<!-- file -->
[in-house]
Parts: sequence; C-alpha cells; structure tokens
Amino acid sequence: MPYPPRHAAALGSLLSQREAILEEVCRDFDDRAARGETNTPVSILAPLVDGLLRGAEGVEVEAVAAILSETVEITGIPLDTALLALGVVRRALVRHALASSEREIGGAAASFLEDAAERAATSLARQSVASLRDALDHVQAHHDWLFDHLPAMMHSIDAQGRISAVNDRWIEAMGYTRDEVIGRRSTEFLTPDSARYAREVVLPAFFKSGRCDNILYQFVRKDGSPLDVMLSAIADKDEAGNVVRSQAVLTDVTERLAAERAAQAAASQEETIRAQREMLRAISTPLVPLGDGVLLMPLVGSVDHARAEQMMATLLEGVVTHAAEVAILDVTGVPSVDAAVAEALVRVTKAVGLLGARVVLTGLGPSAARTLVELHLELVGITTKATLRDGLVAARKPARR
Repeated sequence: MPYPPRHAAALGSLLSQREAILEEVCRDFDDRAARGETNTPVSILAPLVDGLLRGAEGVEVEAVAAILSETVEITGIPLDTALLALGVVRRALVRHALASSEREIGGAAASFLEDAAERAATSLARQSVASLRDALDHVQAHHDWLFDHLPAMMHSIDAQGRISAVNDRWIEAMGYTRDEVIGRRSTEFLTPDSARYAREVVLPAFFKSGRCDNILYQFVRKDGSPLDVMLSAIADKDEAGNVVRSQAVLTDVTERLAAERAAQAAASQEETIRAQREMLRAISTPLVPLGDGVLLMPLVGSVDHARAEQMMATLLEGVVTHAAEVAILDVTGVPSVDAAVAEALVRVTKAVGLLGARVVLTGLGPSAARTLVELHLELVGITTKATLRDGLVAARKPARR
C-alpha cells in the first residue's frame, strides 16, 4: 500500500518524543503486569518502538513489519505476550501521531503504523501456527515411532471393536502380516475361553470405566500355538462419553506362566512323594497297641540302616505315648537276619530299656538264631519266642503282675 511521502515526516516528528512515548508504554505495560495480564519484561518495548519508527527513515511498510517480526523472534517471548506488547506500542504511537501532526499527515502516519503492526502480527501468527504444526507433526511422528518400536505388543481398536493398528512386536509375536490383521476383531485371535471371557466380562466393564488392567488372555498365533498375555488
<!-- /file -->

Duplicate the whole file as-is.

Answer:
[in-house]
Parts: sequence; C-alpha cells; structure tokens
Amino acid sequence: MPYPPRHAAALGSLLSQREAILEEVCRDFDDRAARGETNTPVSILAPLVDGLLRGAEGVEVEAVAAILSETVEITGIPLDTALLALGVVRRALVRHALASSEREIGGAAASFLEDAAERAATSLARQSVASLRDALDHVQAHHDWLFDHLPAMMHSIDAQGRISAVNDRWIEAMGYTRDEVIGRRSTEFLTPDSARYAREVVLPAFFKSGRCDNILYQFVRKDGSPLDVMLSAIADKDEAGNVVRSQAVLTDVTERLAAERAAQAAASQEETIRAQREMLRAISTPLVPLGDGVLLMPLVGSVDHARAEQMMATLLEGVVTHAAEVAILDVTGVPSVDAAVAEALVRVTKAVGLLGARVVLTGLGPSAARTLVELHLELVGITTKATLRDGLVAARKPARR
Repeated sequence: MPYPPRHAAALGSLLSQREAILEEVCRDFDDRAARGETNTPVSILAPLVDGLLRGAEGVEVEAVAAILSETVEITGIPLDTALLALGVVRRALVRHALASSEREIGGAAASFLEDAAERAATSLARQSVASLRDALDHVQAHHDWLFDHLPAMMHSIDAQGRISAVNDRWIEAMGYTRDEVIGRRSTEFLTPDSARYAREVVLPAFFKSGRCDNILYQFVRKDGSPLDVMLSAIADKDEAGNVVRSQAVLTDVTERLAAERAAQAAASQEETIRAQREMLRAISTPLVPLGDGVLLMPLVGSVDHARAEQMMATLLEGVVTHAAEVAILDVTGVPSVDAAVAEALVRVTKAVGLLGARVVLTGLGPSAARTLVELHLELVGITTKATLRDGLVAARKPARR
C-alpha cells in the first residue's frame, strides 16, 4: 500500500518524543503486569518502538513489519505476550501521531503504523501456527515411532471393536502380516475361553470405566500355538462419553506362566512323594497297641540302616505315648537276619530299656538264631519266642503282675 511521502515526516516528528512515548508504554505495560495480564519484561518495548519508527527513515511498510517480526523472534517471548506488547506500542504511537501532526499527515502516519503492526502480527501468527504444526507433526511422528518400536505388543481398536493398528512386536509375536490383521476383531485371535471371557466380562466393564488392567488372555498365533498375555488